The Ultimate Guide to Pitcher Drinks: Cool Cocktails for a Crowd

The Ultimate Guide to Pitcher Drinks: Cool Cocktails for a Crowd

Sharon Tyler Herbst

Language: English

Pages: 224

ISBN: 0812967682

Format: PDF / Kindle (mobi) / ePub


In the mood for a Summer Hummer?
How about a French Flirt or a Neon Nexus?
or Maybe even a Sin City Slider?

This book includes these and 150 more cool cocktails for a crowd—everything from classics like Sangría, Martinis, and Manhattans, to newer favorites like Kamikazes and Mudslides, to international raves such as Brazil’s Caipirinha and Cuba’s Mojito, not to mention liquor-free variations. Plus, there’s information on mixing techniques, ingredients, equipment, and glassware, hangover helpers, tips on party food for non-cooks, and a user-friendly index that lists recipes by ingredients.

Serving pitcher drinks is an ingeniously effortless way to entertain and still have fun at your own party. It’s an idea whose time has come—in fact, it’s long overdue. No doubt about it, a premixed pitcher of drinks is a huge asset to any gathering. Making individual cocktails not only takes time, but removes you from the action. So mix up a batch of pitcher drinks and join in the party. They’re stylish, fun, and easy, and they definitely take the angst out of entertaining!

 

 

 

 

 

 

 

 

 

 

 

 

 

 

slices Combine all ingredients except garnish in a pitcher that holds at least 70 ounces; stir well. Cover and refrigerate at least 5 hours. Serve in 6ounce cocktail glasses; garnish each serving by dropping in a cherry and hooking a banana slice over the rim. Variation DOUBLE-TROUBLE B.S.: Use 8-ounce cocktail glasses. Place a small scoop of vanilla or chocolate ice cream in each glass. If desired, drizzle with chocolate syrup. Top with drink mixture. Serve with spoons and short straws. Jump

glasses in there an hour or so before serving. This recipe makes extra-dry Martinis—if you want 'em wetter, add vermouth to taste (my husband, Ron, and I don't even let the vermouth irt with the gin). My very favorite version is the lemon-infused Zestini (see Variations). Dirty Martini fans will want to try the olive-infused “Olivetti” rendition. Makes ten 3.25-ounce servings one 750-ml. bottle (25.4 ounces) gin or vodka ¾ cup (6 ounces) water 3 tablespoons plus 1 teaspoon (generous 1½ ounces)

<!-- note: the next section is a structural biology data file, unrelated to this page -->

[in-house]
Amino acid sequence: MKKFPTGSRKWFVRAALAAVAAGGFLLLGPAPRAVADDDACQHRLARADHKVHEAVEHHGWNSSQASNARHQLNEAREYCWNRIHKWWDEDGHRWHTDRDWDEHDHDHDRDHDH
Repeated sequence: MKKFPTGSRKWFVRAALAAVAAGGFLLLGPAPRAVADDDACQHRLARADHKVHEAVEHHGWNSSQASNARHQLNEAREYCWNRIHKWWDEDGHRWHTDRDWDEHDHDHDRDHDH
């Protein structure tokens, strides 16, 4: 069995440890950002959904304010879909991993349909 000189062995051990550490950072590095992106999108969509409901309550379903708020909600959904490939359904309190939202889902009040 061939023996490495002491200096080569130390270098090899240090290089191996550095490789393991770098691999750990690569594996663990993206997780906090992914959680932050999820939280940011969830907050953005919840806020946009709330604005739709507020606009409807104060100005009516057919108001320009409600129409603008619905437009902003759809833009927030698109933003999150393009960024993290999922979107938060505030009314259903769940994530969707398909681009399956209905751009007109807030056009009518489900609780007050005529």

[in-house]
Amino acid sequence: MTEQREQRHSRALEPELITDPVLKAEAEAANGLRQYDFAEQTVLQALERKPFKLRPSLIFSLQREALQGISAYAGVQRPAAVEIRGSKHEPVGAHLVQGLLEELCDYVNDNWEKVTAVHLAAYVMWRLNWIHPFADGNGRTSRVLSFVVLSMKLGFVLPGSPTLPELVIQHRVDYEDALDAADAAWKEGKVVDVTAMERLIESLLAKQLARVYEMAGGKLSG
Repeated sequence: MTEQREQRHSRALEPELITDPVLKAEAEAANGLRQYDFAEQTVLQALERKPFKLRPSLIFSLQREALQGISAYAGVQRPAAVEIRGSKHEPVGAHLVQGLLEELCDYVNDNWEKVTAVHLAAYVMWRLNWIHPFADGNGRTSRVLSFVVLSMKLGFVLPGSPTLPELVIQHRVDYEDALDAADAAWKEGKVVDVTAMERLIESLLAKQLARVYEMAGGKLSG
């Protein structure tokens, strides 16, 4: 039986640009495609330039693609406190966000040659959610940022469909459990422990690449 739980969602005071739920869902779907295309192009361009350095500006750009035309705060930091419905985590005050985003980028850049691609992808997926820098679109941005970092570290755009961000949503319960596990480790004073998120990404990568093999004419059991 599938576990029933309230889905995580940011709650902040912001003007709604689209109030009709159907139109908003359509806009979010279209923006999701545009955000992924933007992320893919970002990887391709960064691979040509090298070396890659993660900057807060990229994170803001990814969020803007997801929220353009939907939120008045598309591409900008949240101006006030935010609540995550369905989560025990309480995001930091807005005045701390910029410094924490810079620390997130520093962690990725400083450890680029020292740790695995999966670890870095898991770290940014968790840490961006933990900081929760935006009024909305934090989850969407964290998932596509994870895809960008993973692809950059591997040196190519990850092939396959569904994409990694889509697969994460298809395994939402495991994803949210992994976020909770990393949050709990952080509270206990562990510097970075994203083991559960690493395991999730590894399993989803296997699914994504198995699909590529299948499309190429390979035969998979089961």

(usually in plastic tubs) in Italian markets, cheese stores, and many supermarkets. Thoroughly drain two 8-ounce tubs of bocconcini; blot cheese dry with paper towel. In a large bowl, combine ½ cup extravirgin olive oil, ¼ cup minced fresh herbs (a combination of basil, parsley, and mint is nice), 2 medium garlic cloves (minced), and ½ teaspoon each salt and cracked black pepper. Add bocconcini, tossing gently to thoroughly coat with seasoned oil. Cover and refrigerate at least 12 hours and for

a dark brown color and a complex co ee avor with hints of dark chocolate and vanilla. This smooth elixir contains 26.5 percent alcohol. LEMON JUICE; LIME JUICE see Squeeze Play, page 113; Lemon Logic, page 142. LICOR 43 [lih-KOR] A bright yellow, extremely sweet and viscous LIQUEUR with an exotic citrusy avor perfumed with vanilla and spices. It's also called Cuarenta Y Tres (Spanish for “forty-three”), owing to the fact that it's comprised of forty-three di erent ingredients blended from an

medium (10- to 12-ounce) size. If you have unlimited budget and storage, you might want some of the specialty glasses like those for Hurricanes and Margaritas. ICE BUCKET AND TONGS (OR SCOOP) Though you can keep ice in a large bowl, an ice bucket will keep it colder longer. Tongs are a nice touch when adding ice cubes to drinks. An ice scoop works for both crushed and cubed ice. ICE CRUSHER If you're lucky enough to have a freezer tha dispenses crushed ice, skip this paragraph. If you're not, you

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